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Landmark gun-safety bill heads to House after Senate passage

It is the first major gun-control legislation to pass in three decades in a country with the highest gun ownership per capita in the world and the highest number of mass shootings annually among wealthy nations.

A gun control rally for gun legislation is held outside the United States Capitol in Washington
Demonstrators attend a rally of gun violence prevention organisations, gun violence survivors and hundreds of gun safety supporters demanding gun legislation, outside the United States Capitol in Washington, on June 8, 2022.
EVELYN HOCKSTEIN/REUTERS
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WASHINGTON — A gun-safety bill that marked rare bipartisan cooperation as it passed the U.S. Senate was poised for approval by the House of Representatives on Friday on its way to President Joe Biden's desk.

The Senate bill, passed in a 65-33 vote late Thursday, is a modest package of measures to toughen federal gun laws, weeks after mass shootings in Uvalde, Texas, and Buffalo, New York, that killed more than 30 people, including 19 children. Fifteen Republicans joined all 50 Senate Democrats in voting for passage.

More on guns in America
Neither descriptions of the suspect nor information on how many suspects may have been involved was provided by authorities.
“Life sentences are reserved for the most heinous of crimes," said Deputy Attorney General Brent Kempema.
The suspect allegedly admitted that he fired one round, but denied pointing the firearm directly at any victims.
The order in South Dakota was in response to a federal order issued Tuesday by President Joe Biden.
One victim in Hartford was able to provide authorities with the identity of his alleged shooter, which led to a strong police response at the suspect's home in northeastern Sioux Falls.
The deeply divided House voted 217-203 -- with no Republicans in support -- to advance the bill toward passage, after the Senate passed the legislation late on Thursday.
The court's conservative majority said in a 6-3 ruling that the Constitution puts these decisions in the hands of gun owners, not with local officials, county sheriffs or others who fear that too many guns on the street are a threat to public safety.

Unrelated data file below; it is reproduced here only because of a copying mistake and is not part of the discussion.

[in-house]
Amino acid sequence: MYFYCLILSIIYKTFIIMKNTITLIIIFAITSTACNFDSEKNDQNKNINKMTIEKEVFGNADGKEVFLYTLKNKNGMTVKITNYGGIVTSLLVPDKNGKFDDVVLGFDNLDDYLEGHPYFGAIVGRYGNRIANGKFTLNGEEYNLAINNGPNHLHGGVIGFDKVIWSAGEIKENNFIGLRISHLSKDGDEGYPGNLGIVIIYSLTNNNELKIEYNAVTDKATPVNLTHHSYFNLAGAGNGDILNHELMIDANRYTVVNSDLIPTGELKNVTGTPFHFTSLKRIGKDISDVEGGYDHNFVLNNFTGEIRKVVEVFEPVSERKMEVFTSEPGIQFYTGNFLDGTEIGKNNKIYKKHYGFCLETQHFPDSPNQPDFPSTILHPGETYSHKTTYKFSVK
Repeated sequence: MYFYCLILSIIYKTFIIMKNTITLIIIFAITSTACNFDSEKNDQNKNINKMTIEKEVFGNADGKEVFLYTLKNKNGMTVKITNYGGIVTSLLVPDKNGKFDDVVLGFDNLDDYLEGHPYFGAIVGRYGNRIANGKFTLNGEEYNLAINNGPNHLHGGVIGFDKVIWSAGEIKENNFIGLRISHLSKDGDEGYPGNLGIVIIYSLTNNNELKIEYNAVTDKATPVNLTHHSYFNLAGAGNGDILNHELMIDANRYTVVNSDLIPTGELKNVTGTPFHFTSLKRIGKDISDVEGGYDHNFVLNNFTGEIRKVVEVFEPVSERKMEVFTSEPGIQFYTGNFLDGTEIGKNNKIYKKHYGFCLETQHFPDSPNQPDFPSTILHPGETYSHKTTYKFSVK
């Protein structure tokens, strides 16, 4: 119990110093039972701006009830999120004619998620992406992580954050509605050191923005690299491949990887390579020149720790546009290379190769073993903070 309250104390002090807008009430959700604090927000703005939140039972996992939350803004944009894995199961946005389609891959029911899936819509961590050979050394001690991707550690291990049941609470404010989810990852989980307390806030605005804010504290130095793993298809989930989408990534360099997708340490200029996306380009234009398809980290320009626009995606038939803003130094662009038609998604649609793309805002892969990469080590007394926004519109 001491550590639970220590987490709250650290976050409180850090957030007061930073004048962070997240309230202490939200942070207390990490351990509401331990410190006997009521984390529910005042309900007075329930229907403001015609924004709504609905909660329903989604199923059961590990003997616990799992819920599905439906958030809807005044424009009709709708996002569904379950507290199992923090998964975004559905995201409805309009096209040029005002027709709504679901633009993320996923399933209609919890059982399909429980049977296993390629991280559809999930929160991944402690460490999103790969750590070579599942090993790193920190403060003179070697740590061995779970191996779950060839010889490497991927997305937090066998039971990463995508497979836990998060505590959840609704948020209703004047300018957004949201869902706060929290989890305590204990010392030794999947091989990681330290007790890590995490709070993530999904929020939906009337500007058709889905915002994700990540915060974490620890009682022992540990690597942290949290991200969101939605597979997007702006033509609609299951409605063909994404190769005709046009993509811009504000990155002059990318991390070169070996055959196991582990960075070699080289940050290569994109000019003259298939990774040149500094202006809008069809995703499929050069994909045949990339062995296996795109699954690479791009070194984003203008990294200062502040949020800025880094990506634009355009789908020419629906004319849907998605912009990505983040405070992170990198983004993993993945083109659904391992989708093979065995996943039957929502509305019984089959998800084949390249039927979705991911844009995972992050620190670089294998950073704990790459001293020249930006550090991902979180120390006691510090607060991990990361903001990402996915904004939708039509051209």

The bill would increase background checks for would-be gun buyers aged 18 to 21 by providing law enforcement more time to do the checks and incentivizing states to provide juvenile records to the analysis.
Weeks after the Uvalde school shooting, what steps the country will take to prevent another attack of this magnitude remain unclear. Frustrated doctors are clamoring for broad measures to curb the rise in gun violence.
Authors report that mass shootings cause almost six people to be injured for every one person killed, with 44% leaving disabled and carrying $65,000 in average hospital charges. Emergency medicine experts say AR-15 style weapons create extreme increase in bodily damage.

It is the first major gun-control legislation to pass in three decades in a country with the highest gun ownership per capita in the world and the highest number of mass shootings annually among wealthy nations.

Democratic House Speaker Nancy Pelosi applauded the bill's passage and said in a statement that her chamber would take up the bill "first thing" on Friday, with a vote coming as soon as possible.

The legislation would tighten background checks for potential gun buyers with prior domestic violence convictions or significant juvenile criminal records as well as increase funding for school security and mental health programs.

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House Republicans urged members to vote against it, but in a chamber controlled by Democrats, their support is not needed for passage.

Biden has said that he will sign the bill into law.

(Reporting by Katharine Jackson; editing by Mark Porter.)

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This story was written by one of our partner news agencies. Forum Communications Company uses content from agencies such as Reuters, Kaiser Health News, Tribune News Service and others to provide a wider range of news to our readers. Learn more about the news services FCC uses here.

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